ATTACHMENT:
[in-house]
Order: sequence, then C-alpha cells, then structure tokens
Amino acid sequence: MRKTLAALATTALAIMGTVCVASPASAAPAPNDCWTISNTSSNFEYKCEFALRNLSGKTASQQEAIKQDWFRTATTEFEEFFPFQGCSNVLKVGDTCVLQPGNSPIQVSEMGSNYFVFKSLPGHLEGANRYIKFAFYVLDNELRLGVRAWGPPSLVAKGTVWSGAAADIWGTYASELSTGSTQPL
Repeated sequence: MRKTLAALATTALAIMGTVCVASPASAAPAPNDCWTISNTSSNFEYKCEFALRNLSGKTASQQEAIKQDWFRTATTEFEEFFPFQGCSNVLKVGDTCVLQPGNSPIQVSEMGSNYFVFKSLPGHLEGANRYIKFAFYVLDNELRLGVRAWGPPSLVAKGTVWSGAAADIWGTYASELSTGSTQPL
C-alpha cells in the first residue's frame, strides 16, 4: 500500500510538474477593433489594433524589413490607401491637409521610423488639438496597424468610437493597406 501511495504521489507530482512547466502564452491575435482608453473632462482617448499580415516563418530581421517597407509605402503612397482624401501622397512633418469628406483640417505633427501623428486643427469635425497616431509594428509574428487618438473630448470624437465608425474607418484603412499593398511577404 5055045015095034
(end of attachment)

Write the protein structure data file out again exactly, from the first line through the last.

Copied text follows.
[in-house]
Order: sequence, then C-alpha cells, then structure tokens
Amino acid sequence: MRKTLAALATTALAIMGTVCVASPASAAPAPNDCWTISNTSSNFEYKCEFALRNLSGKTASQQEAIKQDWFRTATTEFEEFFPFQGCSNVLKVGDTCVLQPGNSPIQVSEMGSNYFVFKSLPGHLEGANRYIKFAFYVLDNELRLGVRAWGPPSLVAKGTVWSGAAADIWGTYASELSTGSTQPL
Repeated sequence: MRKTLAALATTALAIMGTVCVASPASAAPAPNDCWTISNTSSNFEYKCEFALRNLSGKTASQQEAIKQDWFRTATTEFEEFFPFQGCSNVLKVGDTCVLQPGNSPIQVSEMGSNYFVFKSLPGHLEGANRYIKFAFYVLDNELRLGVRAWGPPSLVAKGTVWSGAAADIWGTYASELSTGSTQPL
C-alpha cells in the first residue's frame, strides 16, 4: 500500500510538474477593433489594433524589413490607401491637409521610423488639438496597424468610437493597406 501511495504521489507530482512547466502564452491575435482608453473632462482617448499580415516563418530581421517597407509605402503612397482624401501622397512633418469628406483640417505633427501623428486643427469635425497616431509594428509574428487618438473630448470624437465608425474607418484603412499593398511577404 5055045015095034